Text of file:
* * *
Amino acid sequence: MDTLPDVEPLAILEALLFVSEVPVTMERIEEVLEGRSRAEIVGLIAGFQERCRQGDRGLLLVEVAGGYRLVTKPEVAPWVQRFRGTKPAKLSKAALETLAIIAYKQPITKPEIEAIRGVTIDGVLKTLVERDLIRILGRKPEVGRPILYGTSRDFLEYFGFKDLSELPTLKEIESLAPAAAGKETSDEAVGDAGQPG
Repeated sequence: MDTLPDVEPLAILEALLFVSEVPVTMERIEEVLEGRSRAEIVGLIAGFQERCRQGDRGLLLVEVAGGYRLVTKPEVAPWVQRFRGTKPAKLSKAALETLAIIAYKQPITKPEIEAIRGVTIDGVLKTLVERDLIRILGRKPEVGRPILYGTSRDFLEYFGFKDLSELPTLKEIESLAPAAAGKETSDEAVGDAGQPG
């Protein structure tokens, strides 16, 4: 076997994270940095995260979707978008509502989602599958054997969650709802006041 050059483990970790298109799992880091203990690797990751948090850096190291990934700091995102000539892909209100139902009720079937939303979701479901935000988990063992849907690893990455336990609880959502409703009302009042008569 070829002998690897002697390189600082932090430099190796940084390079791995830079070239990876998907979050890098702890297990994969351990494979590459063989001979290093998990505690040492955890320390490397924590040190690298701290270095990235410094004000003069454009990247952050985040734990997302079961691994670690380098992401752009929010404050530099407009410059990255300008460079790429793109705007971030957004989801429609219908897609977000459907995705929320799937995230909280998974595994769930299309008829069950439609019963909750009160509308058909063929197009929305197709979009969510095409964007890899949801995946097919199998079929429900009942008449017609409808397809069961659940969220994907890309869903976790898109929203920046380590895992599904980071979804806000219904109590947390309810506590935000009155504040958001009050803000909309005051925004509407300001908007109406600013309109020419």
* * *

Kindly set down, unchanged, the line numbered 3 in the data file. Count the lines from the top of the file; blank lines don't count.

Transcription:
């Protein structure tokens, strides 16, 4: 076997994270940095995260979707978008509502989602599958054997969650709802006041 050059483990970790298109799992880091203990690797990751948090850096190291990934700091995102000539892909209100139902009720079937939303979701479901935000988990063992849907690893990455336990609880959502409703009302009042008569 070829002998690897002697390189600082932090430099190796940084390079791995830079070239990876998907979050890098702890297990994969351990494979590459063989001979290093998990505690040492955890320390490397924590040190690298701290270095990235410094004000003069454009990247952050985040734990997302079961691994670690380098992401752009929010404050530099407009410059990255300008460079790429793109705007971030957004989801429609219908897609977000459907995705929320799937995230909280998974595994769930299309008829069950439609019963909750009160509308058909063929197009929305197709979009969510095409964007890899949801995946097919199998079929429900009942008449017609409808397809069961659940969220994907890309869903976790898109929203920046380590895992599904980071979804806000219904109590947390309810506590935000009155504040958001009050803000909309005051925004509407300001908007109406600013309109020419």